On October 1, the Conference of State Bank Supervisors announced that five additional state agencies have implemented the new national SAFE MLO test, bringing the total number of participating state agencies to 35. The new test, which was announced in January and launched in April, includes a uniform state component to replace the state-specific component in adopting states.
On May 20, the CFPB issued Bulletin 2013-05, which clarifies that the Uniform State Test (UST) developed by the NMLS may constitute a qualified written test under the federal SAFE Act for state-licensed mortgage loan originators if the UST covers all required areas, including state laws and regulations. The Bulletin further explains that a separate test for each state covering the particular laws and regulations of that state plus a National Test Component developed by the NMLS may also meet the qualified written test requirement under the SAFE Act.
Earlier this month, the CSBS sought comment on potential revisions to (i) the uniform NMLS company, branch, and individual licensing forms and (ii) the quarterly NMLS Mortgage Call Report. The forms create a national standard of information collection for entities licensed through NMLS, while the quarterly call reports provide comprehensive and uniform information concerning the financial condition of licensed mortgage companies, their mortgage loan activities, and the production information of their mortgage loan originators. The state regulators are seeking comment on, among other things, potential improvements to form changes made in 2012. With respect to the call reports, the state regulators are seeking input on (i) the definition of “application” in the call report, (ii) criteria to be used when determining which companies file the different versions of the report, (iii) whether any policies, requirements, data fields, or definitions should be amended, and (iv) which aggregate call report data should be publicly reported. Comments are due by June 11, 2013.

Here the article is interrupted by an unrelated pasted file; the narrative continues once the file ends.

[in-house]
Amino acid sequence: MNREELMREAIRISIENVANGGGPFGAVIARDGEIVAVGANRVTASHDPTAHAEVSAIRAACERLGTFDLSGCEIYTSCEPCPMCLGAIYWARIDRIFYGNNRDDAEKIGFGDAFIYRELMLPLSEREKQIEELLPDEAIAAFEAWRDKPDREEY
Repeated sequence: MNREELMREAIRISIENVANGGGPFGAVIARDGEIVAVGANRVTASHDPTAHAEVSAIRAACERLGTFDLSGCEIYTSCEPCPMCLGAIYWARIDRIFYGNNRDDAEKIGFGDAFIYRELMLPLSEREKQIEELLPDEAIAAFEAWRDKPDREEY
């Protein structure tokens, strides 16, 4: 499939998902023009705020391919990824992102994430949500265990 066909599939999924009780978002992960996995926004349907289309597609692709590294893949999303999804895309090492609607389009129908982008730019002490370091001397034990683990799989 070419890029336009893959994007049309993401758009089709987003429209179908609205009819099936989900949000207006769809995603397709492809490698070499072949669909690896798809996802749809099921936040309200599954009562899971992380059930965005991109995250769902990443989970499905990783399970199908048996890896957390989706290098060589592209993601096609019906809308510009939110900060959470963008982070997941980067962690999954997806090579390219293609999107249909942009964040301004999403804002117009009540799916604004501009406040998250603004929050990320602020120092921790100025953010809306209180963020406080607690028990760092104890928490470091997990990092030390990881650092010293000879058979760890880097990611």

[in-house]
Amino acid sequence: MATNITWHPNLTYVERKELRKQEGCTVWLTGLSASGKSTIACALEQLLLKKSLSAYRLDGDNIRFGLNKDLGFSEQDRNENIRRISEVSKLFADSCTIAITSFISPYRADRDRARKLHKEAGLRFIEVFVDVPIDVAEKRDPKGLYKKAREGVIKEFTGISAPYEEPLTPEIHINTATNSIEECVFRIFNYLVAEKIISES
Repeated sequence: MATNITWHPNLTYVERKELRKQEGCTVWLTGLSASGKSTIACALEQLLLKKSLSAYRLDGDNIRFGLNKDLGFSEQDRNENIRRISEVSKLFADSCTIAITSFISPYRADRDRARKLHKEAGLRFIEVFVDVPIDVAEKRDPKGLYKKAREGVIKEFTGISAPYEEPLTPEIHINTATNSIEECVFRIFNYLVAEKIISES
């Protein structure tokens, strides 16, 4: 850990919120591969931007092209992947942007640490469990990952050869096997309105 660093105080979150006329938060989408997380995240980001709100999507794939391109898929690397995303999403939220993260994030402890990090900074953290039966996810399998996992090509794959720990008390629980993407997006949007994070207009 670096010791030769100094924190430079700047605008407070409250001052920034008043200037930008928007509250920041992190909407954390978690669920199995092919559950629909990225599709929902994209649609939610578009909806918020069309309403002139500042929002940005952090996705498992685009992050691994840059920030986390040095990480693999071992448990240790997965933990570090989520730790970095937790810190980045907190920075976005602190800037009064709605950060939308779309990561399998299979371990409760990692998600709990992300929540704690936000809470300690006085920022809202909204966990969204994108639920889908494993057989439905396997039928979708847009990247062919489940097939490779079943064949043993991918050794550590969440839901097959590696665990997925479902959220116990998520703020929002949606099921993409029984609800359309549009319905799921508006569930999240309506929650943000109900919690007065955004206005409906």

On March 20, the NMLS proposed a processing fee to support a uniform and automated method for state-licensed money transmitters to report information concerning authorized agents/delegates to NMLS participating state agencies. The proposal notes that as of March 2013, 10 state agencies manage their money transmitter licenses through NMLS and an additional 20 agencies intend to do so by the end of 2014. The NMLS proposes to support that functionality through a fee of no more than fifty cents ($.50) per active agent/delegate location, assessed once per year, based on the number of all active agent/delegate locations as of a certain date. Money transmitter licensees with less than 100 active agent/delegate locations reported through NMLS will not be assessed a fee. The fee, which is distinct from and independent of fees or assessments required by state agencies, would be charged starting in 2014. The NMLS seeks comments on the proposal by April 19, 2013.